Take the 2-minute tour ×
Stack Overflow is a question and answer site for professional and enthusiast programmers. It's 100% free, no registration required.

I am trying to avoid the situation described in this Stackoverflow entry: Debugging core files generated on a Customer's box. If I compile all the libraries statically will I avoid having to always gather the shared libraries when it core dumps? I essentially want to be in a situation where I can just load up the core file with gdb and examine the crashed application.

What should I watch out for if I go down the route of statically linking all the libraries we need. I figure glib and pthreads might cause the biggest problems.

Will Valgrind cease to be useful? If I load up Valgrind against the binary which has everything statically compiled will it find errors? Or shall we maintain a binary that isn't statically compiled so Valgrind continues to work. How about strace?

We crashes quite often as we have a large install base and it is also a legacy application. Gathering up all the shared libraries is becoming intractable - I need another solution.

Edit: fixed typo.

share|improve this question
You will always need the core file; how else will you be able to examine the contents of memory at the time of the crash. –  Ignacio Vazquez-Abrams Jul 25 '12 at 16:25
@Ignacio Vazquez-Abrams, thanks. I meant shared libraries. –  bruce.banner Jul 25 '12 at 16:30
Actually, you don't need the libraries themselves; the debugging symbols are enough (although not always available). –  Ignacio Vazquez-Abrams Jul 25 '12 at 16:32
@IgnacioVazquez-Abrams If you had bothered to read the linked question, you'll see that your comment is false. –  Employed Russian Jul 25 '12 at 16:34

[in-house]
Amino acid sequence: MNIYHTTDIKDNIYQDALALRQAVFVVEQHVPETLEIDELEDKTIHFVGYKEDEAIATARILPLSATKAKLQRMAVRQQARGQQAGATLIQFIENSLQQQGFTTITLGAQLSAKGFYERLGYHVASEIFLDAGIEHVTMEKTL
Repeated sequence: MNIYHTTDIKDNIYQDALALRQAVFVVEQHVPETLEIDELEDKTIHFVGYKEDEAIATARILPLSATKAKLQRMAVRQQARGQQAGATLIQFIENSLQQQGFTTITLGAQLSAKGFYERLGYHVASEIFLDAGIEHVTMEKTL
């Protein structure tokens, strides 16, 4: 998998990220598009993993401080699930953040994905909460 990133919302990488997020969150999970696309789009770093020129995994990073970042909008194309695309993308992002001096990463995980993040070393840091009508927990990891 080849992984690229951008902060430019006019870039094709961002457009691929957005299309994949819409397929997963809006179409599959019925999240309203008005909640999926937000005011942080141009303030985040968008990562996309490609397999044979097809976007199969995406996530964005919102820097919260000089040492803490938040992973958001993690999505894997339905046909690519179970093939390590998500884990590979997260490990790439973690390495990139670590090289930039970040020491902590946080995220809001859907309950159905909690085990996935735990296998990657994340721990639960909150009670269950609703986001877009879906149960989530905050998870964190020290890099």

@Employed: Which part of the linked question refutes what I've said? –  Ignacio Vazquez-Abrams Jul 25 '12 at 16:36

1 Answer 1

up vote 2 down vote accepted

If I compile all the libraries statically will I avoid having to always gather the shared libraries when it core dumps


However, contrary to popular belief, statically linked binaries are less portable than dynamically linked ones (at least on Linux).

In particular, if you use any of these functions: gethostbyname, gethostbyaddr, getpwent, getpwnam, getpwuid (and a whole lot more), you will get a warning at link time, similar to this:

Using 'getpwuid' in statically linked applications requires at runtime
the shared libraries from the glibc version used for linking.

What this warning means is that IF your customer has a different version of glibc installed from the one you used at link time (i.e. different from your system libc), THEN your program will likely crash. Since that is a clearly worse situation than your current one, I don't believe static linking is a good solution for you.

share|improve this answer
Static linking is indeed not a good choice. Ulrich Drepper - one of the glibc maintainers and contributors - makes similar convincing arguments in "Static Linking Considered Harmful". –  Void Jul 25 '12 at 16:56

Your Answer


By posting your answer, you agree to the privacy policy and terms of service.

Not the answer you're looking for? Browse other questions tagged or ask your own question.